Friday, July 11, 2008

Speculations on bank strategy: Capital Adequacy perspective

On the whole, I see banks lending out much less in the foreseeable future.

Everybody already knows that, you say? Well, I’m not just talking about the deleveraging currently going on in the banking sector. I’m talking about bank prospects long after the current economic downturn and bank crisis are long gone.

That’s my prognosis, at least, if the securitization market does not go back, not to the same extent it was before this mess.

For a long time, securitization provided US banks with a cheap way to lend money. For much of the world, where the market for securitization was not as deep, banks have had to contend with the credit-tightening effects of the Basel II requirements for bank capital adequacy.

In a nutshell, Basel recommends banks to have at least a 10% capital-to-risky assets ratio. That means, a bank needs to have at least 10% as much in capital as the amount of risky assets it invests in. By risky assets, we mean all bank lending and investments in risk-weighted assets. By capital, we mean equity capital. This in now way includes funds coming from bank deposits or bank borrowings.

Generally, the riskier an investment is, the more risk-weight it is given by Basel. A credit-grade mortgage loan will be given 50% risk weight, while a credit-grade regular consumer or corporate loan will be risk-weighted at 10%. Only investments in relatively risk-free government securities are given zero risk weight. For a good summary of the capital adequacy rule, click here.

That means, the more a bank allocates its funds to risk-weighted loans, the more it needs to have in terms of capital. So in fact, the more successful a bank is in raising its deposits, the more it needs to raise equity capital, so that it can in turn be able to lend out these deposits as risk-weighted loans.

The more loans in a bank’s books, the higher its equity capital needs to be to maintain a capital ratio deemed adequate by Basel standards. A necessary metric to ensure that banks have enough capital on hand to absorb potential loan losses, it nonetheless increases the costs of lending, regardless of the credit-worthiness of the borrower.

As mentioned, US banks were able to circumvent the need for capital adequacy because they did not keep a large portion of their loans on their books. No, they securitized a lot of these assets which would otherwise have necessitated the banks to provide additional capital buffer on their books.

For as long as there was a ready market that invested in securitized loan assets, banks could go on recycling money by reinvesting securitization proceeds into newer loans. And for as long as the bank was able to securitize loans, there was no need to raise new capital. Any profits earned at the end of the year were dividended out, because there was no need to maintain increasing amounts of capital in their books.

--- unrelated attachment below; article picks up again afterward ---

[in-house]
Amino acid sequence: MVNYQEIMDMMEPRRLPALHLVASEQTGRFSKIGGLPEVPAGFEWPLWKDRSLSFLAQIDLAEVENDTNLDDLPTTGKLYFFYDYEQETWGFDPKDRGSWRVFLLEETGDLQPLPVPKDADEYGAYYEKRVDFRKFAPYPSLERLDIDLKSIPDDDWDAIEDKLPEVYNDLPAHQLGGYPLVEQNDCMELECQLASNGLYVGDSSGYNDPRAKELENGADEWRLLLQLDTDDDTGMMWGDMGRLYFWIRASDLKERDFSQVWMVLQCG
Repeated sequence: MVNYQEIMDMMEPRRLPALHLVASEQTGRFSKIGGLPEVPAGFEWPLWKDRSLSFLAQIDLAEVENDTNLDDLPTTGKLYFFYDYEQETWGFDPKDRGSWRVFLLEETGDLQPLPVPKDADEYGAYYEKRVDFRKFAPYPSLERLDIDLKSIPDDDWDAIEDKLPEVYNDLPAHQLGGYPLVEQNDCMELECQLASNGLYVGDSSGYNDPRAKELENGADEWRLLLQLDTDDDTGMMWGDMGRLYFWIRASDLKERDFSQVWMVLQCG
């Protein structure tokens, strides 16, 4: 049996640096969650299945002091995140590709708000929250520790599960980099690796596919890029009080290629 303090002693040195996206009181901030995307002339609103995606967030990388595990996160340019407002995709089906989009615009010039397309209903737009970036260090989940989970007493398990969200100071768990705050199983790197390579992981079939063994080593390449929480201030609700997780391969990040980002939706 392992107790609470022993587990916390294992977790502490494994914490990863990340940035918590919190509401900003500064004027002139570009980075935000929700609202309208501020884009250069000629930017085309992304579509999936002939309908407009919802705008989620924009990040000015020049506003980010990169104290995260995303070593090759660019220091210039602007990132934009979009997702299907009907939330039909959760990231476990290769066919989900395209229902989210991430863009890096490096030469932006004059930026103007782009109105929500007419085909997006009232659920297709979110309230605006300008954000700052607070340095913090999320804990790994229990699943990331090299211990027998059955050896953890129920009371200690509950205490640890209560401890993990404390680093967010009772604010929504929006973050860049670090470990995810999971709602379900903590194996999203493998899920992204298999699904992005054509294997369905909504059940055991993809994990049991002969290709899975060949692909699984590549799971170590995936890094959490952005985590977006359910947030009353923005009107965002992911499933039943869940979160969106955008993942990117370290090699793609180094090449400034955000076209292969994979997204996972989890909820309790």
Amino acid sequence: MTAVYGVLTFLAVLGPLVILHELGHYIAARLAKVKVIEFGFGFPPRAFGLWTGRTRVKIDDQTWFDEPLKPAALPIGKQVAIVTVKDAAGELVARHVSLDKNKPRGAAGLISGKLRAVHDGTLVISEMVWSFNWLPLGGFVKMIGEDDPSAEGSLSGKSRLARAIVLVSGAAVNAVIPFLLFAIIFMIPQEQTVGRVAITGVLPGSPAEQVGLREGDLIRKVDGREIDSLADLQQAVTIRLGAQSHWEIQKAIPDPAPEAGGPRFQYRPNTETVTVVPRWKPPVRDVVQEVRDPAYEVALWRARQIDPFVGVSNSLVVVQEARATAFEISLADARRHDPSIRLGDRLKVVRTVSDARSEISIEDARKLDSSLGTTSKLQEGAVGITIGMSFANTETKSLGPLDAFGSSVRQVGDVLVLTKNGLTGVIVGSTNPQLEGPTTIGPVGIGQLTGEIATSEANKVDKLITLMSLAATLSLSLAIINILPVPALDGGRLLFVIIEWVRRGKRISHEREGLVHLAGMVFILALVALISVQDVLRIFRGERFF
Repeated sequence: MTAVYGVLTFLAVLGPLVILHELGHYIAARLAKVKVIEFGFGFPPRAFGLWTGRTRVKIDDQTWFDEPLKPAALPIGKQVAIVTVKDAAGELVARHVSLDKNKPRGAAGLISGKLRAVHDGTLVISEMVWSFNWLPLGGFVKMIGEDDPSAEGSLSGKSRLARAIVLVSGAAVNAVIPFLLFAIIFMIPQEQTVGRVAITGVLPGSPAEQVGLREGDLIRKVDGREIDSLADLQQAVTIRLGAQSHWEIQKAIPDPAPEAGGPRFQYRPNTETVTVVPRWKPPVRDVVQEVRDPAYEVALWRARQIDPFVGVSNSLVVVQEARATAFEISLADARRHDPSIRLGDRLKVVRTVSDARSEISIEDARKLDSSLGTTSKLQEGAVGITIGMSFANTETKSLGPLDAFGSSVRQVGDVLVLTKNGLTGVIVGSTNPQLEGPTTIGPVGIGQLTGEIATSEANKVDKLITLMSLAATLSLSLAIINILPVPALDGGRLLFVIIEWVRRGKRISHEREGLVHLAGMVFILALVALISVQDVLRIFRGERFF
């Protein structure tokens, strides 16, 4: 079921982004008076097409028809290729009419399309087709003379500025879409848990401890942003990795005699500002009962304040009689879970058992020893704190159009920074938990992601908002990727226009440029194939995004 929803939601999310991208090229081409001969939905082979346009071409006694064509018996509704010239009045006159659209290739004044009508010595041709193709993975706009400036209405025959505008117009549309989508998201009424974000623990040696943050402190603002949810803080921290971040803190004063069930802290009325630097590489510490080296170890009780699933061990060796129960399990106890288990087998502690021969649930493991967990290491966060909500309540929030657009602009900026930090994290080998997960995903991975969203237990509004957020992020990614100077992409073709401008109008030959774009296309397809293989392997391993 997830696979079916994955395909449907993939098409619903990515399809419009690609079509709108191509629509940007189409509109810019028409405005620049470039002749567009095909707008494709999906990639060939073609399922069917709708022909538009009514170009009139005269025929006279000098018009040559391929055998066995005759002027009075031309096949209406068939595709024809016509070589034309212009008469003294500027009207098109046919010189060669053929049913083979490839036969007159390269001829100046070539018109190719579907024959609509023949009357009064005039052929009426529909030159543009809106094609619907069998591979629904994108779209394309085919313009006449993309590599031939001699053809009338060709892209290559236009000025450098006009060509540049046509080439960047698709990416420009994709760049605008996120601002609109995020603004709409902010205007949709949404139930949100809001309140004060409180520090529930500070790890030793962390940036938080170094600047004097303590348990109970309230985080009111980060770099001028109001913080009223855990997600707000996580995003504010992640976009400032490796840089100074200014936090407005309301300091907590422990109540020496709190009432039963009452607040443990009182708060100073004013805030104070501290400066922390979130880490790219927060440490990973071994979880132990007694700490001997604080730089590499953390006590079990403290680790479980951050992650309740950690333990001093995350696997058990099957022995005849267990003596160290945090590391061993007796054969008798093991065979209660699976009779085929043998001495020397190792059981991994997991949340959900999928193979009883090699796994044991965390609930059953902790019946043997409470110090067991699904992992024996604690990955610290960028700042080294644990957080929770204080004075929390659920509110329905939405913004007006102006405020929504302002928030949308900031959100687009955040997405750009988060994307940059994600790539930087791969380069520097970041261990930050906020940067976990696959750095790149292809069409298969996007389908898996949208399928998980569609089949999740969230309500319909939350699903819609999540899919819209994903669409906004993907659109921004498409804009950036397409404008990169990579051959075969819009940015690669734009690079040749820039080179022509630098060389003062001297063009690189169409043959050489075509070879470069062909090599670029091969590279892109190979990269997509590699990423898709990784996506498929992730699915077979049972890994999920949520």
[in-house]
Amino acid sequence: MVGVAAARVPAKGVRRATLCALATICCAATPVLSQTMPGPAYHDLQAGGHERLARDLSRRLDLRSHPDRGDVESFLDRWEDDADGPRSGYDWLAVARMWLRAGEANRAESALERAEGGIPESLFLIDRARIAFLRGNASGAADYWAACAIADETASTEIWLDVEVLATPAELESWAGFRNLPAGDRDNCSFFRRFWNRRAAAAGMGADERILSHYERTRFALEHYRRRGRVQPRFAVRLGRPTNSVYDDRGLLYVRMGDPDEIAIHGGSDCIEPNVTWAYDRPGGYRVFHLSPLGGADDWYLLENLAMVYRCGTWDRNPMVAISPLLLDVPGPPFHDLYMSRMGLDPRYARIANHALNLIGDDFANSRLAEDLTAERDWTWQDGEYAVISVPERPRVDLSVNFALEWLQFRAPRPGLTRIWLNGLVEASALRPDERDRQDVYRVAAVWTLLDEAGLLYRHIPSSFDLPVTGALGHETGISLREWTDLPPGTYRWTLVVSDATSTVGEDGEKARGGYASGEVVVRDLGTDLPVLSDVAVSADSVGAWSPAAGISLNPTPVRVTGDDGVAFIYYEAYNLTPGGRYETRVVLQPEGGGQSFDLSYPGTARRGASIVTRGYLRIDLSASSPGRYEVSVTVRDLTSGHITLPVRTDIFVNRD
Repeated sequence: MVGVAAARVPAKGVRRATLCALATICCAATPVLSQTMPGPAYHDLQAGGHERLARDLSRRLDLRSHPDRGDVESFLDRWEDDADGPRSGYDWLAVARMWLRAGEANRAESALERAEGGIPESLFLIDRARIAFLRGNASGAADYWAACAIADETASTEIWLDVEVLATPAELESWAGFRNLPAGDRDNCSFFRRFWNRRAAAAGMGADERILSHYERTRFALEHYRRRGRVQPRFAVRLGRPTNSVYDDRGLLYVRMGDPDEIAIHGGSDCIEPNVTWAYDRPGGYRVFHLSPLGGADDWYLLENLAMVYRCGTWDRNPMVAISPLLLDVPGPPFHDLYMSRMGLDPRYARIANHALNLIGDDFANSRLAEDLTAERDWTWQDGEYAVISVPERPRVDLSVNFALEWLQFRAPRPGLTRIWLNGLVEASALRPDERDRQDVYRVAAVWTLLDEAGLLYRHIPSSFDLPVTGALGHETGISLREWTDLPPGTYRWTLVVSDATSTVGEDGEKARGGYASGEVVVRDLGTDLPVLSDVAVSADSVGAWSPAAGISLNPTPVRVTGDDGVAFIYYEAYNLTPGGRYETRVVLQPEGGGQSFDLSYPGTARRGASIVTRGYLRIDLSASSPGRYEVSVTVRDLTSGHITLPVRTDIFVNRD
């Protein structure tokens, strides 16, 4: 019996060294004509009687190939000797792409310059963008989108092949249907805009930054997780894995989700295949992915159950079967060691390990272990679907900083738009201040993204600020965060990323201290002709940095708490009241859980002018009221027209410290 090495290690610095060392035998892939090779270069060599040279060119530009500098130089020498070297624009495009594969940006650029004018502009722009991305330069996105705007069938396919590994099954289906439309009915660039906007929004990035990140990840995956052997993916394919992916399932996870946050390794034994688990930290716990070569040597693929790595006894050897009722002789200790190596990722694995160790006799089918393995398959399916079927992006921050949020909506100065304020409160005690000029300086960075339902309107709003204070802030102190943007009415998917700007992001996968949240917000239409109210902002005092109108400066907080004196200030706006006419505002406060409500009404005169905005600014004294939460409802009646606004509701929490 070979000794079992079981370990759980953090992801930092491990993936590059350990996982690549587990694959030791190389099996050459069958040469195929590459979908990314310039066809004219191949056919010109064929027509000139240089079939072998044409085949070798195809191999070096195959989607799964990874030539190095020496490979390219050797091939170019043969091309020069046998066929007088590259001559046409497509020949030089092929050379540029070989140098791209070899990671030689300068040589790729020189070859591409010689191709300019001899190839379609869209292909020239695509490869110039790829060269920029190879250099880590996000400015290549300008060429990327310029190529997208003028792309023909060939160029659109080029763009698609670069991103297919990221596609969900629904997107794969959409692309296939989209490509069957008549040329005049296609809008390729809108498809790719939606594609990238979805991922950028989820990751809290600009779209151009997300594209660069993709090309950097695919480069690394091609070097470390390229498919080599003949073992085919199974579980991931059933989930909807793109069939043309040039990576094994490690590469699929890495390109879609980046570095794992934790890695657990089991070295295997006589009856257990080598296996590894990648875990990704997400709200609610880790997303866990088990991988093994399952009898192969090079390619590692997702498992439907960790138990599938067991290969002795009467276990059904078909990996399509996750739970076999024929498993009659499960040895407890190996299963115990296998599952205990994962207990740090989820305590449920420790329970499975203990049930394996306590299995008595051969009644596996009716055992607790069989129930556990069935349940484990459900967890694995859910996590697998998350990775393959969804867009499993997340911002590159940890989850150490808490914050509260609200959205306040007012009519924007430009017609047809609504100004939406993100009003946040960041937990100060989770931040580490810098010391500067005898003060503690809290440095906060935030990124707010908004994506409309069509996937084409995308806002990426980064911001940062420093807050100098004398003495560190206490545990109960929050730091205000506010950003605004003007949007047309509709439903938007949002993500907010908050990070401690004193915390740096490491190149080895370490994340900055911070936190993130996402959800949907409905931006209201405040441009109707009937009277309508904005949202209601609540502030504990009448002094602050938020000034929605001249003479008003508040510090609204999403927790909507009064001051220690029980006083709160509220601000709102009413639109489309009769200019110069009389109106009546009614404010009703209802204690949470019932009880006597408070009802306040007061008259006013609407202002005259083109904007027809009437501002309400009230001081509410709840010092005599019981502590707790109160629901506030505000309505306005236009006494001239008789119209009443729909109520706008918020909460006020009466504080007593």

Now that the securitization market has gone away, and I believe that it won’t be as big as it was when it comes back, banks now have to face the full effects of the capital adequacy rule.

What are the repercussions?

Well for starters, as I mentioned, there will be less bank lending. Banks will naturally gravitate more to assets with less risk weight. That means more investment in government securities, in place of the decreased lending.

There will be less bank stock dividends. As mentioned, the more banks lend out, the more capital it needs in its books. Therefore, as long as the bank’s assets are growing, there will less dividendable earnings at the end of the year (Less than what we saw in the last decade).

Because lending will become more expensive for banks, it will need to cut costs in other ways. The most obvious cost cuts will be in general operating costs. That means less investments in upgrading facilities, paying employee salaries, maybe less marketing expenses.

We will see more banks raising capital, long after the credit writedowns are gone. In fact, in the future, those banks most successful in growing their asset base will have to raise capital on a regular basis. In a way, this might be good for the market. Instead of looking at institutional investors as investors to prey on, banks will look to these as potential shareholders. There could be more transparency as a result.

To offset the higher costs, banks will need to have greater economies of scale. As a result, we will see more bank mergers. Smaller banks will no longer be as attractive an investment on a stand alone basis. The need for greater capital to maintain adequate capital ratio will make these unsustainable on their own. But when merged with a larger entity, the combined firm will be able to cut redundant costs. With a bigger market reach, the combined bank might be able to earn a return acceptable to shareholders.

So we might see lending more and more concentrated in the larger banks, which are able to afford the higher lending costs that come with Basel compliance, while the much smaller banks will become more adept at investing and trading government securities.

That’s my fearless forecast. Then again, these are mere speculations on my part. For all I know, the securitization market will go back, bigger and deeper than we ever saw. Or even better yet, banks might figure out another way around the Basel standards. Whatever that innovation will be, for sure it will involve re-packaging assets so they are assigned lesser risk-weights.

In an alternate future, will we see loans repackaged as government securities? It might sound ridiculous now, but even twenty years ago, I’m sure people would have found the concept of packaging good and bad loans together and selling the pool at credit-grade just as absurd.

Update: Similar-themed post here.

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